Transit workers merit respect

San Diego City Attorney Mara Elliott

Among the many unsung heroes of Covid, I’ve been especially impressed by the bus and trolley drivers who keep San Diego moving.

Doing their jobs, they help thousands of others get to theirs. They get students to class, shoppers to market, and elders to their doctors.

They also get a lot of abuse. The widespread erosion in public civility has also impacted decorum on our buses and trolleys. But unlike airline pilots, who have screeners and flight crews and air marshals to keep order, bus and trolley drivers are often on their own.
Consider their situation:

Every week, 500,000 to 600,000 passengers ride the trolleys and buses of the San Diego Metropolitan Transit System. MTS drivers come into close contact with nearly every passenger, none of whom are screened by security before boarding.

Like air travel, the vast majority of public transit trips in San Diego are pleasant and uneventful. But there are exceptions.

Drivers have been yelled at, slapped, punched, kicked, and spat upon. In the past two months, passengers have boarded trolleys and buses carrying hunting knives, guns (real and replicas), a hammer, an axe, and lighter fluid. One rider threatened a bus driver with a knife because the bus was late. Another assaulted a driver with a tree branch.

MTS drivers and employees must also break up fights, look out for arsonists setting fires in transit station trash cans, and put up with people who break windows by throwing rocks at buses and trolley cars.

The public employees responsible for getting us safely from one place to another shouldn’t have to tolerate such abuse. And as society looks to public transit to address problems with traffic, parking, and climate change, we all have a growing stake in its success – whether or not we are riders.

These crimes are underreported by MTS drivers and staff who perhaps have accepted this conduct as just part of the job. I recently reached out to the MTS drivers’ union to encourage their employees to step up and report incidents of abuse and assault. You can help: If you observe an incident, please report it and, if you can do so safely, record it on your phone. Our Office takes these cases seriously, and we will prosecute offenders.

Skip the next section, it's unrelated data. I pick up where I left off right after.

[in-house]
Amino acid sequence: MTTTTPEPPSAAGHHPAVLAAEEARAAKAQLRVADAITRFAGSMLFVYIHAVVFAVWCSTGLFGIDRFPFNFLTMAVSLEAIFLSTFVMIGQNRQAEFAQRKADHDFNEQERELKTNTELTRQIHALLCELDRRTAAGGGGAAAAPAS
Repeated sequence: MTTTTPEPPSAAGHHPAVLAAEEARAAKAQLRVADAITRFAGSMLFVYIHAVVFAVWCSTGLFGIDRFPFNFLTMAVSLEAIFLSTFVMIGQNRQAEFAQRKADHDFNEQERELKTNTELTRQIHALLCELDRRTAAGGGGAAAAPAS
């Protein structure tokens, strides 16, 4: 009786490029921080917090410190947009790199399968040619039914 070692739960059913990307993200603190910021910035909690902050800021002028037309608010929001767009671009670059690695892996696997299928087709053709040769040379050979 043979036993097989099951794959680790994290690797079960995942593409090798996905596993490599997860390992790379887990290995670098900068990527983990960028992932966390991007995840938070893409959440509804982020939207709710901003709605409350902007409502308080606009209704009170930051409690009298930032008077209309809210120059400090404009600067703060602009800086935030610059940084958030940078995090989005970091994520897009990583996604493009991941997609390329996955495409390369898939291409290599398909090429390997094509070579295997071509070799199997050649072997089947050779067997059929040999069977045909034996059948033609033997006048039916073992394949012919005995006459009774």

MTS has recently taken steps to increase safety for riders and employees. It established security teams that travel the entire trolley system during service hours and added security staff at the busiest transit stations. Last year, MTS launched a new Bus Enforcement Special Team to provide extra security assistance to bus operators and passengers.
MTS has also made some changes to its security policies and practices, including increased training for staff, and updating its use-of-force policy. There are now security cameras installed on all MTS vehicles, and at all trolley stations.

As hiring becomes more difficult in all lines of work, we cannot afford to be without qualified, trained MTS employees. Their service to the public goes far beyond providing safe and reliable transportation. These public servants often help passengers who are overdosing on drugs, summoning paramedics and saving lives. MTS workers also try to help unsheltered passengers, bringing in outreach workers to connect them with the assistance they need. In addition, drivers and staff try to humanely deal with passengers who are intoxicated or mentally ill.

Let’s work together to give our public transit workers the respect they deserve. They do a great job meeting our transportation needs, day and night, and they are immensely appreciated.

Elliott is San Diego City Attorney.